Wow -- talk about a surprising way to start the week.
Google shocked most of the tech world Monday morning by announcing it had agreed to buy Motorola Mobility. That's right: The company that famously doesn't make hardware is now on its way to owning one of the most prominent makers of mobile devices.
Google's made one thing clear: This Motorola-buying move is all about the patents. But clearly, there are plenty of other potential implications -- and plenty of people wondering what this merger will really mean.
Here are answers to all of your burning questions.
What exactly happened with the Google-Motorola acquisition?
Google and Motorola Mobility entered into a "definitive agreement" for Google to purchase Moto's mobile hardware business. Google paid $12.5 billion, making the deal its largest to date. The price breaks down to $40 per share, which is 63 percent above the level Motorola Mobility closed at on Friday.
So this is a done deal, then?
Not yet. The Google-Motorola acquisition still has to go through all the usual rounds of regulatory approval, both in the U.S. and abroad. Google and Motorola Mobility aren't anticipating a long road: The two companies say they expect the deal to be closed by the end of this year or early next year. That may be an optimistic view, of course; there's little question the companies will face some intense antitrust grilling before any type of approval is granted.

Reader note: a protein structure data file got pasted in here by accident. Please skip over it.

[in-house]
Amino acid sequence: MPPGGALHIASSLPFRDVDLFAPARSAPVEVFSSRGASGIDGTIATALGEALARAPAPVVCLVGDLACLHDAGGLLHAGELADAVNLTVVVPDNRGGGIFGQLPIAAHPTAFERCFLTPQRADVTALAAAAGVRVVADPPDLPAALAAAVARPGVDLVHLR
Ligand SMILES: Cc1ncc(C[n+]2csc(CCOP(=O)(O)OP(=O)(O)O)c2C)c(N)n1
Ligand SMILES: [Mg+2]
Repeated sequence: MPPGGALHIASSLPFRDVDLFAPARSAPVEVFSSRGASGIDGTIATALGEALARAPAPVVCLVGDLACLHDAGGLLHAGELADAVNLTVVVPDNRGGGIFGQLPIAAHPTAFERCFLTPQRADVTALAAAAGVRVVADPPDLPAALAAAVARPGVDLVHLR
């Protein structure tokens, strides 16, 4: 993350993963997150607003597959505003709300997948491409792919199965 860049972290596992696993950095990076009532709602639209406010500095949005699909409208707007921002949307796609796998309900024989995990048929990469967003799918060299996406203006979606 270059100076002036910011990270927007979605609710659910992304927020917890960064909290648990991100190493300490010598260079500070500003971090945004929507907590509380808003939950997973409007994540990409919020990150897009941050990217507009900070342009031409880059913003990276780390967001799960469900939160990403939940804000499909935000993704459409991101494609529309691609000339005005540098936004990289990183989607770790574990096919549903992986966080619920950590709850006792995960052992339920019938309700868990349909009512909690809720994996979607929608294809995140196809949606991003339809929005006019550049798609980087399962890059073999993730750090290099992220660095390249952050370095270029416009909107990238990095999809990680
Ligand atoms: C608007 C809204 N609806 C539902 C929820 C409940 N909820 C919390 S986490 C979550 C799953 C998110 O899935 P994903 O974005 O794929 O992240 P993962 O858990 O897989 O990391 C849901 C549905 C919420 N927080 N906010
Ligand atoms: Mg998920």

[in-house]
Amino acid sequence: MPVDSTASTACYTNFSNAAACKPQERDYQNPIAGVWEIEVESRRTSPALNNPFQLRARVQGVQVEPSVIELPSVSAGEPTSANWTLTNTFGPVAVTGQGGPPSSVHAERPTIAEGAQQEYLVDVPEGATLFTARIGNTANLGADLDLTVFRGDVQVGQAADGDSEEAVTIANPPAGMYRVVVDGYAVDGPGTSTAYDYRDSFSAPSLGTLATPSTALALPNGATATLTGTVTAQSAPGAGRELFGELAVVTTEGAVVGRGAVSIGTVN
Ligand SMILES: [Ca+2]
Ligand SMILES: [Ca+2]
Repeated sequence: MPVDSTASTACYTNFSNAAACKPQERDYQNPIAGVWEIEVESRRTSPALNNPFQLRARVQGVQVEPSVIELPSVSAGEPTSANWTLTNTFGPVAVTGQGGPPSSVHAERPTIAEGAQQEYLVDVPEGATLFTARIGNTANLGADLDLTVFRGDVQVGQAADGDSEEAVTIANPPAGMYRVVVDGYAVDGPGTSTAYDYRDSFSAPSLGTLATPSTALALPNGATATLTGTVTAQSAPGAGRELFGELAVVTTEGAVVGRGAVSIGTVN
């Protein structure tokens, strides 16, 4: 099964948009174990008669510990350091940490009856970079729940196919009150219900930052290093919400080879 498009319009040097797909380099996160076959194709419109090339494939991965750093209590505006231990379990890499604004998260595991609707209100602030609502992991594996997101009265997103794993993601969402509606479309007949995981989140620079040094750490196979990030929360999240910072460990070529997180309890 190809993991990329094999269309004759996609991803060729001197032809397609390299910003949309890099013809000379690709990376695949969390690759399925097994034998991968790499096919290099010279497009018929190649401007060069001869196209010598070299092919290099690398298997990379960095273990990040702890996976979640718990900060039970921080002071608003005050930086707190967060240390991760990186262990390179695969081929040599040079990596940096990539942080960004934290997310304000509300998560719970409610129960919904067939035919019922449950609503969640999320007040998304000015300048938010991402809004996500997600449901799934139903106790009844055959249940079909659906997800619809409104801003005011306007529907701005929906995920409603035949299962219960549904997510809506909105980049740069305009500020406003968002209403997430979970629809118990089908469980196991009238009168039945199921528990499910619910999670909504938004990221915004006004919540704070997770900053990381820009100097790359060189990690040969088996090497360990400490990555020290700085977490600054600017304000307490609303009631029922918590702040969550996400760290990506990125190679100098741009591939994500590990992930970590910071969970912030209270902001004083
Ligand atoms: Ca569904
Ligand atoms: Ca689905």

Why does Google want to buy Motorola Mobility?
One can imagine many reasons, but in Monday's press call, Google execs went to great lengths to emphasize that the focus is squarely on patents. Google, as you've probably heard, has been in the middle of a very bitter battle over smartphone patents. Microsoft and Apple's recent purchase of patents from Novell and Nortel seemed to be the straw that broke the camel's back; not long after that move, Google Chief Legal Officer David Drummond wrote a scathing blog post in which he said the companies were "banding together" to use "bogus patents" as a "weapon to stop" innovation, citing the numerous lawsuits against Android hardware manufacturers as evidence.
"Our acquisition of Motorola will increase competition by strengthening Google's patent portfolio, which will enable us to better protect Android from anti-competitive threats from Microsoft, Apple and other companies," Google CEO Larry Page wrote in Monday's announcement.
With the Motorola Mobility buy, Google gets a whopping 17,000 patents under its belt -- nearly three times the amount collected in the Novell and Nortel deals combined. Moto also has about 7,000 other patents currently pending, according to its CEO's remarks during the company's earnings call last month. Altogether, that appears to fulfill Google's previous promise, as expressed by Drummond, to "strengthen [its] own patent portfolio" and "reduce the ... threats against Android."
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